"A standing military force, with an overgrown Executive will not long be safe companions to liberty. The means of defence agst. foreign danger, have been always the instruments of tyranny at home. Among the Romans it was a standing maxim to excite a war, whenever a revolt was apprehended. Throughout all Europe, the armies kept up under the pretext of defending, have enslaved the people."
"A standing army we shall have, also, to execute the execrable commands of tyranny; and how are you to punish them? Will you order them to be punished? Who shall obey these orders? Will your mace-bearer be a match for a disciplined regiment?"
Henry St. George Tucker, in Blackstone's 1768 Commentaries on the Laws of England:
"Wherever standing armies are kept up, and when the right of the people to keep and bear arms is, under any color or pretext whatsoever, prohibited, liberty, if not already annihilated, is on the brink of destruction."
Yeah, but what did those old guys know? Now comes the well-upholstered Michael Wynne, the Secretary of the Air Force:
Nonlethal weapons such as high-power microwave devices should be used on American citizens in crowd-control situations before being used on the battlefield, the Air Force secretary said Tuesday.Well, all right, then, Secretary Wynne. You look like the sort of comfortable, well-to-do careerist who would have a nice wife, a collection of kids and grandkids, and maybe even a cute golden retriever bounding about the back yard of your suburban DC home. Next time you gather the whole crew for a nice cookout ... well, that seems like an ideal time to check out some of these crowd-control weapons, doesn't it?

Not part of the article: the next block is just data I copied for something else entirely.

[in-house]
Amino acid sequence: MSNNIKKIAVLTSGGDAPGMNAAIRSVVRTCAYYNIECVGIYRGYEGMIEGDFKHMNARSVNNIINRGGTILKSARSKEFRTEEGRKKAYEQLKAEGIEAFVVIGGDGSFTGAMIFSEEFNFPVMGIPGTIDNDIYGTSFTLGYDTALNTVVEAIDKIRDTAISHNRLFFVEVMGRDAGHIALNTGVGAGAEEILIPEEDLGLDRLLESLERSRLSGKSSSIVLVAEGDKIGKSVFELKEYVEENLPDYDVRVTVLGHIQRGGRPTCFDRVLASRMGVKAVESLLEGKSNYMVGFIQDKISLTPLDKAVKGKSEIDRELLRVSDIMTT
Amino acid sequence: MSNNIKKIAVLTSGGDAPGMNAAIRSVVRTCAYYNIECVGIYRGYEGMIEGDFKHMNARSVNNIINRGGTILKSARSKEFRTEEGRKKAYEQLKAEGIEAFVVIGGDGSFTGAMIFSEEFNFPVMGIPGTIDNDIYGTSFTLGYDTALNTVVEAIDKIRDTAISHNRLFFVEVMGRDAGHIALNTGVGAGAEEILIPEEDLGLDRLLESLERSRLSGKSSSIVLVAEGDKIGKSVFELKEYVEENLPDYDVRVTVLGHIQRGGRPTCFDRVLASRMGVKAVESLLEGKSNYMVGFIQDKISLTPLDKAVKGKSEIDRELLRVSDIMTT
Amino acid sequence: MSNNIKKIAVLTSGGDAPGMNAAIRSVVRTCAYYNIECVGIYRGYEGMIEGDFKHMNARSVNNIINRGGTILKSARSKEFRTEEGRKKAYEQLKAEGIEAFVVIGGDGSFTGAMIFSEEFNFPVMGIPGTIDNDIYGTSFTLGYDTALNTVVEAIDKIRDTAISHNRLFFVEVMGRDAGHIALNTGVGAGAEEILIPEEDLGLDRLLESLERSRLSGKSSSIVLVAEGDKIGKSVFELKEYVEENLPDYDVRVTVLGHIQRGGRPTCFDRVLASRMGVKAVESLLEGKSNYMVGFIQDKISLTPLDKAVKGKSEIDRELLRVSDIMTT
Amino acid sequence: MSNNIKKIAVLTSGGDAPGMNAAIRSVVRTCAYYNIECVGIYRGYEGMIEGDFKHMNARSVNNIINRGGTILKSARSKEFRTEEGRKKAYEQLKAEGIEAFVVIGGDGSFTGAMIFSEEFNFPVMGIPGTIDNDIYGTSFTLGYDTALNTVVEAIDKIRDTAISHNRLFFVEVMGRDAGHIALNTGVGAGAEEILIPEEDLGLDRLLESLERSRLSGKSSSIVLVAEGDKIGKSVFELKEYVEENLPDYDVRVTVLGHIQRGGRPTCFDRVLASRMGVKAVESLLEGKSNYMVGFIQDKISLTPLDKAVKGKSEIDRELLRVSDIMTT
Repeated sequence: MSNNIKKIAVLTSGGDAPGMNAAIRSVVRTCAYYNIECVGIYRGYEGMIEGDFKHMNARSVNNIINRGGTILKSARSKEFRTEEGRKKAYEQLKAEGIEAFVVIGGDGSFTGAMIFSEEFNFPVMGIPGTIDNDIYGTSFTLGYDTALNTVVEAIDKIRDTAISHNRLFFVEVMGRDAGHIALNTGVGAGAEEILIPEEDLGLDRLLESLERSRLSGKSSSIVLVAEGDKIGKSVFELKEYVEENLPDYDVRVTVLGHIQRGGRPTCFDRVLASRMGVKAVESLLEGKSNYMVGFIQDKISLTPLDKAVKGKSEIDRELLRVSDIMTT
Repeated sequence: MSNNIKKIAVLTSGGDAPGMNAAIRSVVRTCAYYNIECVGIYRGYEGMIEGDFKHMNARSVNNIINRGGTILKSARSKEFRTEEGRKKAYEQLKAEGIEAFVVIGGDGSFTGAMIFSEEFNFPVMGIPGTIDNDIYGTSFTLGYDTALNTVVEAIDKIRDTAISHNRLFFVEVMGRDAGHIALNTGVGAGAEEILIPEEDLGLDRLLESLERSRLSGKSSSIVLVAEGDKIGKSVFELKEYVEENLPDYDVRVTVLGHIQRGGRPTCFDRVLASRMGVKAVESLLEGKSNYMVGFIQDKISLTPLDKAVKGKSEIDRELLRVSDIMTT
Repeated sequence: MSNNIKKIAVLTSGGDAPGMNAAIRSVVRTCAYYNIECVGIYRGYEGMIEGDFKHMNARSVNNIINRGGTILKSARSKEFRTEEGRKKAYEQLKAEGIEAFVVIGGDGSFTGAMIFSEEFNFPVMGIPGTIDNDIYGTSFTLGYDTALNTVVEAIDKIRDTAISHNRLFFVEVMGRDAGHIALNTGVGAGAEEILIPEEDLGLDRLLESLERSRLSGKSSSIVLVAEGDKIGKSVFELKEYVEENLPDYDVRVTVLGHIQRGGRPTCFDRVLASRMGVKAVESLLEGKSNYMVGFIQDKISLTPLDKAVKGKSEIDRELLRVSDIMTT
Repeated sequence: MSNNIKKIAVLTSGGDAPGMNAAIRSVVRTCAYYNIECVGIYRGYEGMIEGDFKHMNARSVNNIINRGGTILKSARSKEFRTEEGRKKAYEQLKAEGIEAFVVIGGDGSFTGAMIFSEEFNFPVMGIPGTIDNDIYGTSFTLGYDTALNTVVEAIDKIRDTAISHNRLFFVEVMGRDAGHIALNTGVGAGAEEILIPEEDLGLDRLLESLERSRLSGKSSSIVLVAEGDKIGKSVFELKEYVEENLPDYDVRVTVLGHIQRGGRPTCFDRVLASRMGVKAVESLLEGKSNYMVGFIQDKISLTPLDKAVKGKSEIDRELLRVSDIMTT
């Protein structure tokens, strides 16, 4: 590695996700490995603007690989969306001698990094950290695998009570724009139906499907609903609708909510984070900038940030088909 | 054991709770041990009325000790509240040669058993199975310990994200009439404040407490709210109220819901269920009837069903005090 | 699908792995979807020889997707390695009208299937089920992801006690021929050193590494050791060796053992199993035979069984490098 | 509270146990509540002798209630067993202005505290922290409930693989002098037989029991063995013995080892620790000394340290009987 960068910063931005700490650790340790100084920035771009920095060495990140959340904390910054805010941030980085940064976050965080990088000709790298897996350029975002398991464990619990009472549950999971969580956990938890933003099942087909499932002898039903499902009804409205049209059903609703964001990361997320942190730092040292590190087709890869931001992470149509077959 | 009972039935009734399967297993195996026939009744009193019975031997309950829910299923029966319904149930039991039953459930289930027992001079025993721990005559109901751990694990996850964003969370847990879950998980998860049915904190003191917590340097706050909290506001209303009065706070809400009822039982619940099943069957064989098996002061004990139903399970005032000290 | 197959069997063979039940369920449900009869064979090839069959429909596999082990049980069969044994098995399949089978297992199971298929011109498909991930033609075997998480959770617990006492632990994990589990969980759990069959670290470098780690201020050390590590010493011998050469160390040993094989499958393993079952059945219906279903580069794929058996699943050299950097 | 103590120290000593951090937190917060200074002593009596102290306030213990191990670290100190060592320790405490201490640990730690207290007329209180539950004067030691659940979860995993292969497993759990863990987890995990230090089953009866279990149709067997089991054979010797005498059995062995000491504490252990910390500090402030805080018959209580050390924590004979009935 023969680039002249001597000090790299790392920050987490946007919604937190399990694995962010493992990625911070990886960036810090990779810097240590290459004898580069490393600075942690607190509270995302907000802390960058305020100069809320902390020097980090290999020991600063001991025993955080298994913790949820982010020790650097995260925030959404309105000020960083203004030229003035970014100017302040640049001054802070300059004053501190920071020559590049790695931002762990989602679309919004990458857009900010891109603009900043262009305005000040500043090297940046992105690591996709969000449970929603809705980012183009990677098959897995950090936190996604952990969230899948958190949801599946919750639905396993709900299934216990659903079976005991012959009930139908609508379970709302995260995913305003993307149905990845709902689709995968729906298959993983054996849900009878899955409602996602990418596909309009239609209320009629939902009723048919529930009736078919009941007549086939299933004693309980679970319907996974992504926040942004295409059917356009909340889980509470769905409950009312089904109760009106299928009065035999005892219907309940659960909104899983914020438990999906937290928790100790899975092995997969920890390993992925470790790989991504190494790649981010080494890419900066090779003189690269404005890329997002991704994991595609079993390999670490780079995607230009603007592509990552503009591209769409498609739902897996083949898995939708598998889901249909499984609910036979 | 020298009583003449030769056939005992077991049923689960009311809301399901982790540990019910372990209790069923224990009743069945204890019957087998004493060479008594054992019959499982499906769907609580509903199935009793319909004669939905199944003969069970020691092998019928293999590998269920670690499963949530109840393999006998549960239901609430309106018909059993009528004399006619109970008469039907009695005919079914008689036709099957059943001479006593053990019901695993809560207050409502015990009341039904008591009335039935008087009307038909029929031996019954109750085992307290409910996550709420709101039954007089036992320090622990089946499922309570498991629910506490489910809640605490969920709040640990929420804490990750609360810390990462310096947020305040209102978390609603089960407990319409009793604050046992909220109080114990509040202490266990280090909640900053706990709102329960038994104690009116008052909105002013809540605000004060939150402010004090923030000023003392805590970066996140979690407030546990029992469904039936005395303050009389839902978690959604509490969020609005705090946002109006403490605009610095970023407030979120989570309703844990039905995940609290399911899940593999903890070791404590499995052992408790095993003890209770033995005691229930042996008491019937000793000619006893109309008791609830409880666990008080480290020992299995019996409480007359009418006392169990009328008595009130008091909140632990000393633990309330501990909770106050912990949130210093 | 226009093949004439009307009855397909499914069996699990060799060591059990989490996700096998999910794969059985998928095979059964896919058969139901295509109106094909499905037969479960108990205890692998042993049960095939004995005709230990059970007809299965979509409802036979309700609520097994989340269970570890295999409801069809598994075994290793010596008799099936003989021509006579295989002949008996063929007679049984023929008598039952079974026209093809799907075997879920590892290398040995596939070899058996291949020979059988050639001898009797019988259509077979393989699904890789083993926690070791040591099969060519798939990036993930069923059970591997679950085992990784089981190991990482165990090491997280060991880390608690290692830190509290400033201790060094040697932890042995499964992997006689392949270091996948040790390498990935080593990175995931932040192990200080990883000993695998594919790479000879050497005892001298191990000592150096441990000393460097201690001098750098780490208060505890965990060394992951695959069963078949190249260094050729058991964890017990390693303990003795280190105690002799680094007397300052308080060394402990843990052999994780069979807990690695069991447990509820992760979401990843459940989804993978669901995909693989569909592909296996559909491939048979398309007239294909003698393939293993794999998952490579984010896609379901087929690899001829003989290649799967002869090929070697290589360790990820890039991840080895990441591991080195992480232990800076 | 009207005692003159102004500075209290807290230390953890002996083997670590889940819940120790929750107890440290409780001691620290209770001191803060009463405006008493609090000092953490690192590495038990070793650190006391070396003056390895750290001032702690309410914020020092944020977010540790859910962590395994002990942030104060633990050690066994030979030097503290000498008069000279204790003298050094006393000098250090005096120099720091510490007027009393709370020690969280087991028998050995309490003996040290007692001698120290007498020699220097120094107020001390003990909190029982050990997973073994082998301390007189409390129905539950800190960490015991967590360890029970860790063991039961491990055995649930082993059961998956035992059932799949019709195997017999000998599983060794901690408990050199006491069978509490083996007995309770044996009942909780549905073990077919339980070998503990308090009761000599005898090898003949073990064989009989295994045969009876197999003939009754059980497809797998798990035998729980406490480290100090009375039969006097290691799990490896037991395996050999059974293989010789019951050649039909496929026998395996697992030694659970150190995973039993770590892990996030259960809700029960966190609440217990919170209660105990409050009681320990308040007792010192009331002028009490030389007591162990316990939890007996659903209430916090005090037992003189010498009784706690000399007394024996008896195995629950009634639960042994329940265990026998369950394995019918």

The object is basically public relations. Domestic use would make it easier to avoid questions from others about possible safety considerations, said Secretary Michael Wynne.
"If we're not willing to use it here against our fellow citizens, then we should not be willing to use it in a wartime situation," said Wynne. "(Because) if I hit somebody with a nonlethal weapon and they claim that it injured them in a way that was not intended, I think that I would be vilified in the world press."
The Air Force has paid for research into nonlethal weapons, but he said the service is unlikely to spend more money on development until injury problems are reviewed by medical experts and resolved.
Folks, this was on CNN's site day-before-yesterday. I wouldn't have known anything about it, except for a link at Antiwar.com. (Thanks for the heads-up, Mr. Horton.) What's it going to take to wake us up?